This is a case of telling you what to do, and no-showing.
The National Commissioning and Contracting Training Conference the major yearly meeting of all those involved with the placements and services for children was left with a range of feelings after Josh MacAllilister, who had been leading the DfE Care Review, pulled out of a presentation just hours before announcing his closing of the review. At that point it looked as if he had ceased any continuance with it.
People went through a range of feelings starting with disappointment, giving way to growing disenchantment, and finally feeling disrespected.
The Care Review was (how new to write about it in the past tense) was characterised by carefully managed consultations and media messages. There was no engagement with any critique, or explanation of the evidence for the thinking just descriptive reporting.
The conference was a first opportunity for many to make a connection with the man leading it, he is still unknown to many in social care. It was an opportunity to make connections between his recommendations, the Care review remains a series of propositions in search of a strategy. It was an opportunity to dispel scepticism of the recommendations that many were speaking of in conversation.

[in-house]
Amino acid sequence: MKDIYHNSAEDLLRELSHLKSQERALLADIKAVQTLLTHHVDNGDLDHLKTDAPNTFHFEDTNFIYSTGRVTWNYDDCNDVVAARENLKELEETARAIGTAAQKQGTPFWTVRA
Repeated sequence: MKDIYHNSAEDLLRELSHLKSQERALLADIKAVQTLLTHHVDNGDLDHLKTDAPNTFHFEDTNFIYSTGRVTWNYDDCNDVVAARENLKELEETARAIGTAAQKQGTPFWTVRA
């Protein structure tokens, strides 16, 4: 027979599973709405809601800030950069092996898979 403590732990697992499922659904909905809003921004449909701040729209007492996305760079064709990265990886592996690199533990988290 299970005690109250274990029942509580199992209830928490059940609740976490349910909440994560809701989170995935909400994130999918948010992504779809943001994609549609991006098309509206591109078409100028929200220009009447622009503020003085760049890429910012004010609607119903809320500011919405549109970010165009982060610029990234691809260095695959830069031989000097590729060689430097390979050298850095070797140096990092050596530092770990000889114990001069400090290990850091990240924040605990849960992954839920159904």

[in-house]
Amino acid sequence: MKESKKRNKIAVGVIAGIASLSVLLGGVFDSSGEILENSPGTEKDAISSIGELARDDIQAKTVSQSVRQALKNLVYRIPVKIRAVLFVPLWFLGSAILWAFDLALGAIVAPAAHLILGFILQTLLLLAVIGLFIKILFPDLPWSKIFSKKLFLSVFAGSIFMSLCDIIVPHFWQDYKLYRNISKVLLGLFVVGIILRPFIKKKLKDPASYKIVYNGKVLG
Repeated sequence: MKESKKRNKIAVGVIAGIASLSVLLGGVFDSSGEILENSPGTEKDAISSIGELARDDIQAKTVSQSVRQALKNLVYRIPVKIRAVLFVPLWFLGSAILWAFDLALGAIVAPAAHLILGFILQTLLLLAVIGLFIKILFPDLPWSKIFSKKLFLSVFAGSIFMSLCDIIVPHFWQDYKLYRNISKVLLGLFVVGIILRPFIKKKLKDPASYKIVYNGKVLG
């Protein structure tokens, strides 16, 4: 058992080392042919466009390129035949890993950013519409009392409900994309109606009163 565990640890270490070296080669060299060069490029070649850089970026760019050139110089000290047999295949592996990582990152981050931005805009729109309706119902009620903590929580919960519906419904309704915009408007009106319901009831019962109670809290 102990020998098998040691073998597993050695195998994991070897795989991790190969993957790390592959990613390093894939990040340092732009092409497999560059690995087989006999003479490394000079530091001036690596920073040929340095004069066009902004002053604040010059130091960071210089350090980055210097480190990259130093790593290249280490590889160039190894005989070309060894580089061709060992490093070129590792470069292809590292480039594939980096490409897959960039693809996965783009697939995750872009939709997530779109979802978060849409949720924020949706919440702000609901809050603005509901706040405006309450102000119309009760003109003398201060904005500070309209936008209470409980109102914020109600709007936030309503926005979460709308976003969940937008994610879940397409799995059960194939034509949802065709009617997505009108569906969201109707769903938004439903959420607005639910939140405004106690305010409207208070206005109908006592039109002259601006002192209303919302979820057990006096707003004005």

The absence was all the more acute as Ofsted and the Competitions and Markets Authority kept their commitment and spoke on their recent reports and research engaging in dialogue with attenders. The NCCTC organising group had planned MacAllister’s presentation as one of the transitions of the review from research and report to implementation stages.
Speaking at NCCTC would have been the perfect opportunity to call a formal close to the Care Review by meeting with those directly doing the things he identifies for change, thanking them, and wishing them well. People wanted to talk, to explore, to understand, to challenge, to develop.
No reason was given. Across the conference it was received as a poor example of corporate parenting, a negative example of making and breaking relationships. The conference was an opportunity to role model the relationships that are emphasised in the report.
He missed an exceptional conference where needs-led ideas were extensively shared, this was a coherence of solutions. The content packed conference culminated in a standing ovation for one of the most powerful presentations ever at the conference given by care-experienced Rebekah Pierre sharing the impact of an unregulated ‘hostel’. It was a life changing, policy changing presentation.
People attending felt DfE, who used to attend throughout, had missed an opportunity to collect, and connect with, the enormous range of evidence of positive practice that was shared. There always used to be a DfE presence. The sector used to feel connected. It is important people doing the job are connected to policy makers. It is important policy makers know what people are thinking and feeling.
To rub salt into the wounds of the no show Will Quince announced on the Adoption and Fostering Podcast the day after the NCCTC that MacAllister will be on the new National Implementation Board.